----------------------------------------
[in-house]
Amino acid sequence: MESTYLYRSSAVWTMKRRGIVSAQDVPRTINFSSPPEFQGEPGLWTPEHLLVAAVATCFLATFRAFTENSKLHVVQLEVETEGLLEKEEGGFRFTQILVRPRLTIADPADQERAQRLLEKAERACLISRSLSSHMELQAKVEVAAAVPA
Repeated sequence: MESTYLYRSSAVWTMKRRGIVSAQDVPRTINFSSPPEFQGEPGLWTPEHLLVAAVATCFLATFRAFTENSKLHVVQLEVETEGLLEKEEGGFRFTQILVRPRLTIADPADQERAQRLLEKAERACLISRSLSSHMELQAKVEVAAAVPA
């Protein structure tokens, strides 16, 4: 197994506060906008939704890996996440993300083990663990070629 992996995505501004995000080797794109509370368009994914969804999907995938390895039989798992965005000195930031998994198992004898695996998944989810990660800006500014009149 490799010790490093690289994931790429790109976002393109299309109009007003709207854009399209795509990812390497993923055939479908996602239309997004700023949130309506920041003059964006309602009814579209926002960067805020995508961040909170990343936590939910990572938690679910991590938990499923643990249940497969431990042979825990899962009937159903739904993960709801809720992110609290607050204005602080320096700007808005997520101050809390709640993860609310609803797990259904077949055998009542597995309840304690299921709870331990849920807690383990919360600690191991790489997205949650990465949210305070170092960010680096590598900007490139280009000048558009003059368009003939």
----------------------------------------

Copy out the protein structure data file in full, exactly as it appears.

[in-house]
Amino acid sequence: MESTYLYRSSAVWTMKRRGIVSAQDVPRTINFSSPPEFQGEPGLWTPEHLLVAAVATCFLATFRAFTENSKLHVVQLEVETEGLLEKEEGGFRFTQILVRPRLTIADPADQERAQRLLEKAERACLISRSLSSHMELQAKVEVAAAVPA
Repeated sequence: MESTYLYRSSAVWTMKRRGIVSAQDVPRTINFSSPPEFQGEPGLWTPEHLLVAAVATCFLATFRAFTENSKLHVVQLEVETEGLLEKEEGGFRFTQILVRPRLTIADPADQERAQRLLEKAERACLISRSLSSHMELQAKVEVAAAVPA
């Protein structure tokens, strides 16, 4: 197994506060906008939704890996996440993300083990663990070629 992996995505501004995000080797794109509370368009994914969804999907995938390895039989798992965005000195930031998994198992004898695996998944989810990660800006500014009149 490799010790490093690289994931790429790109976002393109299309109009007003709207854009399209795509990812390497993923055939479908996602239309997004700023949130309506920041003059964006309602009814579209926002960067805020995508961040909170990343936590939910990572938690679910991590938990499923643990249940497969431990042979825990899962009937159903739904993960709801809720992110609290607050204005602080320096700007808005997520101050809390709640993860609310609803797990259904077949055998009542597995309840304690299921709870331990849920807690383990919360600690191991790489997205949650990465949210305070170092960010680096590598900007490139280009000048558009003059368009003939």